Thus, the most sensible order for an evening with different wine styles is: Sparkling wine – white wine (dry) – rosé – red wine – fruity and sweet wines. If the dry white wines are primarily Riesling (with strong acids and residual sugar levels close to ten grams), be brave and pour the red wines first, especially if they are delicate wines such as Pinot Noir. You will be surprised how much high acid and a tiny amount of residual sugar can distort the flavour and profile of delicate reds.
Another ordering principle is from light to heavy. So if you stay with the same type of wine all evening, for example dry white wines, put Soave before Soave Classico or non vintage Champagne before vintage Champagne. Wines aged in barriques are best served after those with little or no wood influence.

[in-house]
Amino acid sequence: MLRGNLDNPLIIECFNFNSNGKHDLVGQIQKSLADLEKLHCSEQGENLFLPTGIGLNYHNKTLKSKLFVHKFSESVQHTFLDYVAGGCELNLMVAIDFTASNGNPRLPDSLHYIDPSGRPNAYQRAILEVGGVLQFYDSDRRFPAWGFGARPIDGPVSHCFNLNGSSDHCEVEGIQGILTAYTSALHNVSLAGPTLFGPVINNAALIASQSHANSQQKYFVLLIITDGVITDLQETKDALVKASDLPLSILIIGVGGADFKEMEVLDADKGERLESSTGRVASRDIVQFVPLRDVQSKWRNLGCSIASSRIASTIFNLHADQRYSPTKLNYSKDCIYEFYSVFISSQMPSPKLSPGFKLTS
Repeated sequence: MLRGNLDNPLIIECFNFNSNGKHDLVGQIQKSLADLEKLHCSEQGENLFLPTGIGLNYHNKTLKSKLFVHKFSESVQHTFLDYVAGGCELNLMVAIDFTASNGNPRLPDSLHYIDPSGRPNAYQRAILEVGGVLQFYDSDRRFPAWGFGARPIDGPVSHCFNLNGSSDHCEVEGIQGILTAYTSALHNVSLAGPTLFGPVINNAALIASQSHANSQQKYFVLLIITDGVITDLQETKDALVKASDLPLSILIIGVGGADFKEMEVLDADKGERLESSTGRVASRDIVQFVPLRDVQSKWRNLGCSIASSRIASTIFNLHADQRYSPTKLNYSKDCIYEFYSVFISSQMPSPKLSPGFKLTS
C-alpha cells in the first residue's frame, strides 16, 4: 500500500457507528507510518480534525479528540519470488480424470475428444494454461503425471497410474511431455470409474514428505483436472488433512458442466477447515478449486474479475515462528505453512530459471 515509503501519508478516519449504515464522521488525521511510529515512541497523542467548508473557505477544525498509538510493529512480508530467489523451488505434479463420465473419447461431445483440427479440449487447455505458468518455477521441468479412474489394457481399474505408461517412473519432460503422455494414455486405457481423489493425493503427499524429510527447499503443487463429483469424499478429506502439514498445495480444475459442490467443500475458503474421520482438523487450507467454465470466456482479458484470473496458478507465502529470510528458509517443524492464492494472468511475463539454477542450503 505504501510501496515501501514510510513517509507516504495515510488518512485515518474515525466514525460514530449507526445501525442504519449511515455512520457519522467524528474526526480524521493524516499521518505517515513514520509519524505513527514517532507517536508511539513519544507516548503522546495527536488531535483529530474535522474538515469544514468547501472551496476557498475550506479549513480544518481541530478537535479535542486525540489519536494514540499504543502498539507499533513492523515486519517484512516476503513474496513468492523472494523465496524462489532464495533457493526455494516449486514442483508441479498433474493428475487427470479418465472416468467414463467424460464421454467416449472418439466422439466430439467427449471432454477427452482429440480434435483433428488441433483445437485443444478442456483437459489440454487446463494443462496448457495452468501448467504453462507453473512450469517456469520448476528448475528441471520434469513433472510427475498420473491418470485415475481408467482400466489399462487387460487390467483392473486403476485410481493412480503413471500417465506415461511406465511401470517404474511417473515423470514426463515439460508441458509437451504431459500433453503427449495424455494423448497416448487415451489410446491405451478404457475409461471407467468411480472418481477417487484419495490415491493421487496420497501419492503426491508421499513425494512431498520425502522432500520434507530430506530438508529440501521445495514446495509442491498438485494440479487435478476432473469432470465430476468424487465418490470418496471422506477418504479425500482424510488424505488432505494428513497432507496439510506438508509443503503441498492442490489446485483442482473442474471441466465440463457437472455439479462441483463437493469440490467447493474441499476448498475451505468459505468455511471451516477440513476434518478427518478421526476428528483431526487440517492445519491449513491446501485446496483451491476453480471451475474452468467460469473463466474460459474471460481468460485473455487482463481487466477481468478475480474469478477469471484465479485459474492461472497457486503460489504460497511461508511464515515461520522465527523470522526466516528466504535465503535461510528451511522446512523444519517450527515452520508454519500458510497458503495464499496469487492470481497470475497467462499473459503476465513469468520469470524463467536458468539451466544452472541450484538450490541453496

If tasting wines from classic Europe regions, wines can be ranked according to the regional quality pyramid: When Beth arrives with her Burgundy auction case then the simpler appellations such as basic Bourgogne or regional AOCs (eg. Hautes-Côtes) should be placed before the communal appellations, and among the communal appellations those of the Côte Chalonnaise (Mercurey, Givry, Rully etc.) should be tasted before the more prestigious communes of the Côte de Beaune and Côte de Nuits, and within these, Village wines should be sampled before Premier Cru and lastly Grand Cru.